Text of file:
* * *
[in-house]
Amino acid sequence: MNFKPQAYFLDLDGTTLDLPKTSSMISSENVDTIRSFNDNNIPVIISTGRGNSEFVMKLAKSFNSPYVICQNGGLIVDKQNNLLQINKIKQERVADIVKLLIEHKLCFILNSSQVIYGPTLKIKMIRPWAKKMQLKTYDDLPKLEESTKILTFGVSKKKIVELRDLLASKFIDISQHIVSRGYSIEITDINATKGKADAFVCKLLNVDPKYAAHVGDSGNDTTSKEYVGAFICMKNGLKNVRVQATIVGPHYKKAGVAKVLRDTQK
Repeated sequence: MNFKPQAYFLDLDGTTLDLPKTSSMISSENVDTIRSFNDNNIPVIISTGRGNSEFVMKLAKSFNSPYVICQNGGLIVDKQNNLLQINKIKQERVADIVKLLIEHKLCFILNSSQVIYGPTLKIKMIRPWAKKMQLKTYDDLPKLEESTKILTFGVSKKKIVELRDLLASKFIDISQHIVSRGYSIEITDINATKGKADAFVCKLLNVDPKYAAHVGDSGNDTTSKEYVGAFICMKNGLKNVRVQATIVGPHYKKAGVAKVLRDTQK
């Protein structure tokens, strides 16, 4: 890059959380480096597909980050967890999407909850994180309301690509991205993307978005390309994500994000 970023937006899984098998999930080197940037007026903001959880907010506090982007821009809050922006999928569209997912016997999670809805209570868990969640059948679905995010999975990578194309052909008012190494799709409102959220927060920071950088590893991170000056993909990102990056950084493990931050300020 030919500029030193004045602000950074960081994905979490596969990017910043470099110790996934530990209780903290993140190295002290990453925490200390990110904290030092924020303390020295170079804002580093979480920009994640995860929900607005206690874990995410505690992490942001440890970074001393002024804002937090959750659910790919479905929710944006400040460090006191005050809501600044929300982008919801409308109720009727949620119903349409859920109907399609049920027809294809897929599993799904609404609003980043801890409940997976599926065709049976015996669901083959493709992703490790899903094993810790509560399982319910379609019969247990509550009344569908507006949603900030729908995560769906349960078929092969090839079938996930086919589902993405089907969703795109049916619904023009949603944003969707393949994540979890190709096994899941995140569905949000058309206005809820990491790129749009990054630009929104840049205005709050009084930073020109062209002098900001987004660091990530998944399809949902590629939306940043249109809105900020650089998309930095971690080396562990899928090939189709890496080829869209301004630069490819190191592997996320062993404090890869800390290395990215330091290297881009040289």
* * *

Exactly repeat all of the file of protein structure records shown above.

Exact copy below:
[in-house]
Amino acid sequence: MNFKPQAYFLDLDGTTLDLPKTSSMISSENVDTIRSFNDNNIPVIISTGRGNSEFVMKLAKSFNSPYVICQNGGLIVDKQNNLLQINKIKQERVADIVKLLIEHKLCFILNSSQVIYGPTLKIKMIRPWAKKMQLKTYDDLPKLEESTKILTFGVSKKKIVELRDLLASKFIDISQHIVSRGYSIEITDINATKGKADAFVCKLLNVDPKYAAHVGDSGNDTTSKEYVGAFICMKNGLKNVRVQATIVGPHYKKAGVAKVLRDTQK
Repeated sequence: MNFKPQAYFLDLDGTTLDLPKTSSMISSENVDTIRSFNDNNIPVIISTGRGNSEFVMKLAKSFNSPYVICQNGGLIVDKQNNLLQINKIKQERVADIVKLLIEHKLCFILNSSQVIYGPTLKIKMIRPWAKKMQLKTYDDLPKLEESTKILTFGVSKKKIVELRDLLASKFIDISQHIVSRGYSIEITDINATKGKADAFVCKLLNVDPKYAAHVGDSGNDTTSKEYVGAFICMKNGLKNVRVQATIVGPHYKKAGVAKVLRDTQK
């Protein structure tokens, strides 16, 4: 890059959380480096597909980050967890999407909850994180309301690509991205993307978005390309994500994000 970023937006899984098998999930080197940037007026903001959880907010506090982007821009809050922006999928569209997912016997999670809805209570868990969640059948679905995010999975990578194309052909008012190494799709409102959220927060920071950088590893991170000056993909990102990056950084493990931050300020 030919500029030193004045602000950074960081994905979490596969990017910043470099110790996934530990209780903290993140190295002290990453925490200390990110904290030092924020303390020295170079804002580093979480920009994640995860929900607005206690874990995410505690992490942001440890970074001393002024804002937090959750659910790919479905929710944006400040460090006191005050809501600044929300982008919801409308109720009727949620119903349409859920109907399609049920027809294809897929599993799904609404609003980043801890409940997976599926065709049976015996669901083959493709992703490790899903094993810790509560399982319910379609019969247990509550009344569908507006949603900030729908995560769906349960078929092969090839079938996930086919589902993405089907969703795109049916619904023009949603944003969707393949994540979890190709096994899941995140569905949000058309206005809820990491790129749009990054630009929104840049205005709050009084930073020109062209002098900001987004660091990530998944399809949902590629939306940043249109809105900020650089998309930095971690080396562990899928090939189709890496080829869209301004630069490819190191592997996320062993404090890869800390290395990215330091290297881009040289």